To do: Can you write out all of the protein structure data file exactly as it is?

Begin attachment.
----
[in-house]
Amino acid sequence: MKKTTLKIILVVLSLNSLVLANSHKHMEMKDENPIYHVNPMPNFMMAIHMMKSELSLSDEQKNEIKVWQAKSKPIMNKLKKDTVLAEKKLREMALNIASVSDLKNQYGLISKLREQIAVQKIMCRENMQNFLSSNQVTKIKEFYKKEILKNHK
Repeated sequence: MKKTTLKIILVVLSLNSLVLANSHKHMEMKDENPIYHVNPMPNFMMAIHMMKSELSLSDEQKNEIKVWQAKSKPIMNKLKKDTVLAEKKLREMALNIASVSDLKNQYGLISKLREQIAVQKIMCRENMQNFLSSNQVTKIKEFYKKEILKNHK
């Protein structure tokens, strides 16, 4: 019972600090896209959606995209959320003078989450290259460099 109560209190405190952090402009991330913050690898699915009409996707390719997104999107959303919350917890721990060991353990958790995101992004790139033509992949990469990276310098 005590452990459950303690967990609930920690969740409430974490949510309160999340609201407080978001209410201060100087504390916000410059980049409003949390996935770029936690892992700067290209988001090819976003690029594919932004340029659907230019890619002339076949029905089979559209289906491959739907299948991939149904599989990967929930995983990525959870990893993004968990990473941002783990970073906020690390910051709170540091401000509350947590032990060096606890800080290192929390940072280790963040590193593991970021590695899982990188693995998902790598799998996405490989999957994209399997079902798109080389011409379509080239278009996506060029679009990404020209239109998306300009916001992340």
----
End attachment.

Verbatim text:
[in-house]
Amino acid sequence: MKKTTLKIILVVLSLNSLVLANSHKHMEMKDENPIYHVNPMPNFMMAIHMMKSELSLSDEQKNEIKVWQAKSKPIMNKLKKDTVLAEKKLREMALNIASVSDLKNQYGLISKLREQIAVQKIMCRENMQNFLSSNQVTKIKEFYKKEILKNHK
Repeated sequence: MKKTTLKIILVVLSLNSLVLANSHKHMEMKDENPIYHVNPMPNFMMAIHMMKSELSLSDEQKNEIKVWQAKSKPIMNKLKKDTVLAEKKLREMALNIASVSDLKNQYGLISKLREQIAVQKIMCRENMQNFLSSNQVTKIKEFYKKEILKNHK
């Protein structure tokens, strides 16, 4: 019972600090896209959606995209959320003078989450290259460099 109560209190405190952090402009991330913050690898699915009409996707390719997104999107959303919350917890721990060991353990958790995101992004790139033509992949990469990276310098 005590452990459950303690967990609930920690969740409430974490949510309160999340609201407080978001209410201060100087504390916000410059980049409003949390996935770029936690892992700067290209988001090819976003690029594919932004340029659907230019890619002339076949029905089979559209289906491959739907299948991939149904599989990967929930995983990525959870990893993004968990990473941002783990970073906020690390910051709170540091401000509350947590032990060096606890800080290192929390940072280790963040590193593991970021590695899982990188693995998902790598799998996405490989999957994209399997079902798109080389011409379509080239278009996506060029679009990404020209239109998306300009916001992340």